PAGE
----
Very excited about the 356 and have spent weeks looking at various Petrolicious videos and articles on the car.

Ray Houghton
Ray Houghton
7 years ago

I’d always loved vintage cars, but raising kids, building a house, and everything else seemed to keep me in practical cars. Then about 16 years ago a new job, recent divorce, I started a long 400 mile commute from my home on the Mendocino coast, to my job in San Francisco.

I was buying low mileage used cars, and wearing them out on my commute. I’d gone through an Toyota van (kid hauler), Acura Integra, and finally a Volkswagen Jetta, when I was browsing craigslist looking for the next one, The plan was to get something reliable that might last a year or two, but I scrolled down the list and I stopped at a 1981 Fiat spider that the owner had recently spent a lot of money on fixing the engine and drive train when a shock tower had separated from the body. I’m a metal fabricator by trade so I gave the man $600 and bought the car, brought it back to the shop and welded the shock tower back in place.

The thing was such a joy to drive I wondered why I didn’t buy something like this sooner. I quickly realized though with my long commute if I wanted this plan to work I needed at least two, so if one was down I could order parts and get the other one fixed. That way with a minimum of two cars I could always have one running ad rather than buy cars, wear them out and sell them a year or two later for pennies on the dollar I could buy cars I actually liked, fix them up, drive them, and eventually sell them for generally more than I paid for them.

The funny thing is once have a few older European cars parked around your house, and people notice you like them people start offering them to you. Over about a ten year period, I’ve had the 81 Fiat spider, 75 BMW 2002, 80 Fiat X1/9, 72 Datsun 240Z, 2 different Triumph Spitfires, and the last one I bought was a 1973 Fiat 124 Spider.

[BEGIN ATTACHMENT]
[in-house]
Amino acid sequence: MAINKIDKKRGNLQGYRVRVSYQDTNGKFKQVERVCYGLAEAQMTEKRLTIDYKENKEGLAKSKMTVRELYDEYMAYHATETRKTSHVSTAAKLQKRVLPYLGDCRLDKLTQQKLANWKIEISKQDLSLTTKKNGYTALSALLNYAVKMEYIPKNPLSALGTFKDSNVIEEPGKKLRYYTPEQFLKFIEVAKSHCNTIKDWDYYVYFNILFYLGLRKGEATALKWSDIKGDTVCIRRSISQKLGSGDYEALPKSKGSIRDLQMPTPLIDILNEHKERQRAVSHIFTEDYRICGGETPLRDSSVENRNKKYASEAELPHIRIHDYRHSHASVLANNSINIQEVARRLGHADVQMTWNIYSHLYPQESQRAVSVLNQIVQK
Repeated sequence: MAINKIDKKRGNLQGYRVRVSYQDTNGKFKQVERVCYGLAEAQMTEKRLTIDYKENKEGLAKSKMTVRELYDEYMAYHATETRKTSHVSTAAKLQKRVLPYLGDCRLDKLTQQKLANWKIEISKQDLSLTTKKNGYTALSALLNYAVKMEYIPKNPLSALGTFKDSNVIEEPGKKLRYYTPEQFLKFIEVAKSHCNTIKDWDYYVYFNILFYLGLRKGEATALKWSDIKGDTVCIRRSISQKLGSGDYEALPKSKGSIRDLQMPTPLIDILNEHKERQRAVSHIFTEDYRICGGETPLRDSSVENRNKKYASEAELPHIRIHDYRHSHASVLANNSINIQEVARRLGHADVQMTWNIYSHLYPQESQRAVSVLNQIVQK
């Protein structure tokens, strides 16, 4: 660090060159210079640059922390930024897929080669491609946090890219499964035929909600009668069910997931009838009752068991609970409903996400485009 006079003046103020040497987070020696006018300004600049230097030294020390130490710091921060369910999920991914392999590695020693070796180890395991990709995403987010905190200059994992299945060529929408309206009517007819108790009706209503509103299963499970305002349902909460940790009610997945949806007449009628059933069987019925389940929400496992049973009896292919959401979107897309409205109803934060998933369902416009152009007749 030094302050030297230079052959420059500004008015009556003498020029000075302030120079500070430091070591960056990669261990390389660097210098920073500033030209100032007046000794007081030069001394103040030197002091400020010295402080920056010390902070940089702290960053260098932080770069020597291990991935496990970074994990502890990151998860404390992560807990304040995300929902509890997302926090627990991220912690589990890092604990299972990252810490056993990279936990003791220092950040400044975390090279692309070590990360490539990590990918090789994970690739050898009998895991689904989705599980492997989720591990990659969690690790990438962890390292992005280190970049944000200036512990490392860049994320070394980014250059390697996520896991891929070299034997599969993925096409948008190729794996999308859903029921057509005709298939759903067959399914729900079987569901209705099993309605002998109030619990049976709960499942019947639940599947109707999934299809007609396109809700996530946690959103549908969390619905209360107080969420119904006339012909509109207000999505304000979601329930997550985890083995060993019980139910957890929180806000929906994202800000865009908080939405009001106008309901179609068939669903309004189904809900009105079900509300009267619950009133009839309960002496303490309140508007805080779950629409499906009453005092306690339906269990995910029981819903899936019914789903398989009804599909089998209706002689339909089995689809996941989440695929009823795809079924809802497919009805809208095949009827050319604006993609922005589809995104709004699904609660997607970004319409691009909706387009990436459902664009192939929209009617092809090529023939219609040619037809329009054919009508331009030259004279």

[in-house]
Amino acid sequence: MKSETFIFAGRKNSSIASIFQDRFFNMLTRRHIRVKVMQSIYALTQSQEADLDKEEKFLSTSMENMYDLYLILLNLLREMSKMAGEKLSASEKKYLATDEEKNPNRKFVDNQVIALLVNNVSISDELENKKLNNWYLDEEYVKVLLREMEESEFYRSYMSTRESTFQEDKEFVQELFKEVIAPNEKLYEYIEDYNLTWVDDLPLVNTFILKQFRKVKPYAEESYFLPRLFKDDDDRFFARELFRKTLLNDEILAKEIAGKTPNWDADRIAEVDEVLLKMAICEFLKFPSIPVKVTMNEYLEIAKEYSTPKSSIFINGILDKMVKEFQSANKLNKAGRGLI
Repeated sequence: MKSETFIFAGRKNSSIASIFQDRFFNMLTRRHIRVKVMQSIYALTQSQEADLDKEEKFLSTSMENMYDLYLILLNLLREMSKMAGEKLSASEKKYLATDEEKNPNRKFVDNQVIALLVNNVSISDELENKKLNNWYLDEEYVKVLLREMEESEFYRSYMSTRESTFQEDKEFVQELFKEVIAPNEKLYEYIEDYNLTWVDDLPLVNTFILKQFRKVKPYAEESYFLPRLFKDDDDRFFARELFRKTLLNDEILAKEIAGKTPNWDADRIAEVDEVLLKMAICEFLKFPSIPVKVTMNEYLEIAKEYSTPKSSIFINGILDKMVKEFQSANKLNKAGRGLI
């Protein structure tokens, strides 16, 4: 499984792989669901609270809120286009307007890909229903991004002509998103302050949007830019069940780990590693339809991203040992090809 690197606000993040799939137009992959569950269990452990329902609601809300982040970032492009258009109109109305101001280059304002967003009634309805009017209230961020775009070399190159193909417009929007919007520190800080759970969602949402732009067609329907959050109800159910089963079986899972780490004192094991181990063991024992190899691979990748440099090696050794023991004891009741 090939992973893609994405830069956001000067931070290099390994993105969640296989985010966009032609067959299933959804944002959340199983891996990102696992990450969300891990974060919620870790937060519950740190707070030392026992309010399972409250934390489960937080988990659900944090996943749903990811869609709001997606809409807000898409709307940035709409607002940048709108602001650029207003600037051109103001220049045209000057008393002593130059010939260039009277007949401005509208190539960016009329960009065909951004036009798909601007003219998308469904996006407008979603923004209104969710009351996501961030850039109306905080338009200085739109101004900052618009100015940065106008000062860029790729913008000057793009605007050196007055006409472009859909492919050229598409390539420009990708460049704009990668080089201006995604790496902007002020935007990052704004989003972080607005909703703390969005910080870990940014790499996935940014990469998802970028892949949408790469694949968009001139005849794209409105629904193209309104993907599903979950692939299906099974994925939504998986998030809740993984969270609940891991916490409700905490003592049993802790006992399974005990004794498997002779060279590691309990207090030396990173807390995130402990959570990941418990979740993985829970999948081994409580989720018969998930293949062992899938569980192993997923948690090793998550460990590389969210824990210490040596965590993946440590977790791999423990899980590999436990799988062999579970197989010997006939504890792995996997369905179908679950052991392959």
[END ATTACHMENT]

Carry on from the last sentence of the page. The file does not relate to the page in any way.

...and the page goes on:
I no longer make the long commute, and unfortunately I’ve sold off most of the fleet. I’ve kept the 73 Fiat Spider. I love the looks, The fie speed transmission feels precise, the twin overhead cam engine with dual webers sounds great, at a little over 100hp and weighing in at just over a ton it’s not fast, but feels fast on the windy roads around here. For a while I owned both the 81 spider and the 73 spider, and though the 81 felt more refined with it’s electronic ignition and fuel injection, power windows, and more sound deadening. The 73 felt like a scrappy little Italian roadster. Just what I always wanted.

It’s a keeper, I’m in the process of rebuilding the engine now. I can’t wait to get it back on the road. I should be getting the engine back this week, ready to be reassembled. I should be back on the road while there’s still some summer left.

Frank Anigbo
7 years ago
Reply to  Ray Houghton

Great cars, the Fiat Spider. My very first classic car was a ’79 spider I bought for a thousand dollars. I really wanted an Alfa spider but couldn’t afford one. Thing is, when I finally did buy an ’80s Alfa spider, I realized it was a step down from the Fiat.